display | more...

A chess term. It comes from the German word meaning "compulsion to move". It describes a situation where the unfortunate player is forced to make a move but every possible move only makes his position worse.

The irony is that the best possible move when you are in zugzwang is not to make a move, but the rules declare that the player has to make a move. Forcing your opponent into zugzwang is an elegant way to force a resignation.

An example of zugzwang:

   A                                  H
+----+----+----+----+----+----+----+----+
|    |    |    |    |    |    |    |    |  8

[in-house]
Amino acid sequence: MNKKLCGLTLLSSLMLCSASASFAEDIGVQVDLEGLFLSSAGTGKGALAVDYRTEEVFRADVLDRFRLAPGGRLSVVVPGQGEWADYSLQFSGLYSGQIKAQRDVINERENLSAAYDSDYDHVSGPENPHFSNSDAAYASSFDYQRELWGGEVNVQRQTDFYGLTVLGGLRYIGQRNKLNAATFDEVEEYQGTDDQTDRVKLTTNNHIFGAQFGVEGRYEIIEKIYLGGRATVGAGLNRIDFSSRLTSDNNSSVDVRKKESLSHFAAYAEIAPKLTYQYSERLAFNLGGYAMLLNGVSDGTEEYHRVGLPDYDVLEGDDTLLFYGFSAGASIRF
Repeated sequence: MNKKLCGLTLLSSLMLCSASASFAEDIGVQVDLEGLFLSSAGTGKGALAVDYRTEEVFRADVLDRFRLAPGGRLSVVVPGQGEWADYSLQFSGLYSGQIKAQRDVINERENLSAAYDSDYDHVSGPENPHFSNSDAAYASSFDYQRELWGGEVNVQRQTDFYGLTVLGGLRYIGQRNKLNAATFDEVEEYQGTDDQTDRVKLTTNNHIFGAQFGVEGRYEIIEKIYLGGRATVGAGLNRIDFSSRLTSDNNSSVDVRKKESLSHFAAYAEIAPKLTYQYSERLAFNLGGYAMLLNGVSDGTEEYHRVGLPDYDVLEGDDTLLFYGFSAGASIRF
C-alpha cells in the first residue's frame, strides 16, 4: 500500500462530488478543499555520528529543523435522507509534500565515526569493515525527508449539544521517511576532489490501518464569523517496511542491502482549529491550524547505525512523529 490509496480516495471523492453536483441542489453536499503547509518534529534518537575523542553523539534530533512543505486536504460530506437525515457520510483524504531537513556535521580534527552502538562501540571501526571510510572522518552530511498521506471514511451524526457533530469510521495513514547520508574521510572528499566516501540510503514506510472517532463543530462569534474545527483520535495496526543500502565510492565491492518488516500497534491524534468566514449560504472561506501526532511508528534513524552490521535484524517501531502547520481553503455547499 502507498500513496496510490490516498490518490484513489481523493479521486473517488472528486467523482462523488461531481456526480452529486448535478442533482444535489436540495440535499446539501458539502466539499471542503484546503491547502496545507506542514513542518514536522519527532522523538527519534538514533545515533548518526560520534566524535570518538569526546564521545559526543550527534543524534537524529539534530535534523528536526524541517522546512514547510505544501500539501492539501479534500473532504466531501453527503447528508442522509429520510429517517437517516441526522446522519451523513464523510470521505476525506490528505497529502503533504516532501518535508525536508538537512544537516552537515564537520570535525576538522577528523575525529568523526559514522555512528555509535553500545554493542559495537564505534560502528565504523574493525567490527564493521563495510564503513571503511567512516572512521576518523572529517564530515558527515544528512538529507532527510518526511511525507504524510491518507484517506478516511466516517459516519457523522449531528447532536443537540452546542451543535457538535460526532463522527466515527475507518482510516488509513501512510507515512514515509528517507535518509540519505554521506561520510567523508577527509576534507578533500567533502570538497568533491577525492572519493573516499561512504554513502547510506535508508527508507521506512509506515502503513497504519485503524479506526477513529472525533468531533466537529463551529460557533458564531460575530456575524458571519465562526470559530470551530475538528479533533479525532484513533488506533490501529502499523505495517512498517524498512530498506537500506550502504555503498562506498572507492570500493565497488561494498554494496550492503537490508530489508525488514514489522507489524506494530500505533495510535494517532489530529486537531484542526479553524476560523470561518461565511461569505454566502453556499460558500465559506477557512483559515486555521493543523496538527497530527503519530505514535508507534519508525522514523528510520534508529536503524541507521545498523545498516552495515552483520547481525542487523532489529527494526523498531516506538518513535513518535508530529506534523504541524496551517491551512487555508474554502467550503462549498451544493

+----+----+----+----+----+----+----+----+ 
|    |    |    |    |    |    |    |    |
+----+----+----+----+----+----+----+----+
|    |    |    |    |    |    |    |    | 
+----+----+----+----+----+----+----+----+
|    |    | wK | bp |    |    |    |    | 
+----+----+----+----+----+----+----+----+
|    |    |    | wP | bk |    |    |    | 
+----+----+----+----+----+----+----+----+
|    |    |    |    |    |    |    |    | 
+----+----+----+----+----+----+----+----+
|    |    |    |    |    |    |    |    | 
+----+----+----+----+----+----+----+----+ 
|    |    |    |    |    |    |    |    |  1
+----+----+----+----+----+----+----+----+
wK - white King
wP - white pawn
bk - black King
bp - black pawn

Whoever has to move will lose because they will have to move their king, leaving their pawn open to capture and eventually to promotion of their opponent's remaining pawn.


Also a great word to play in Scrabble, as you might get to play all seven tiles and get the 50 point bonus. The downside is it needs a blank tile for the extra "Z".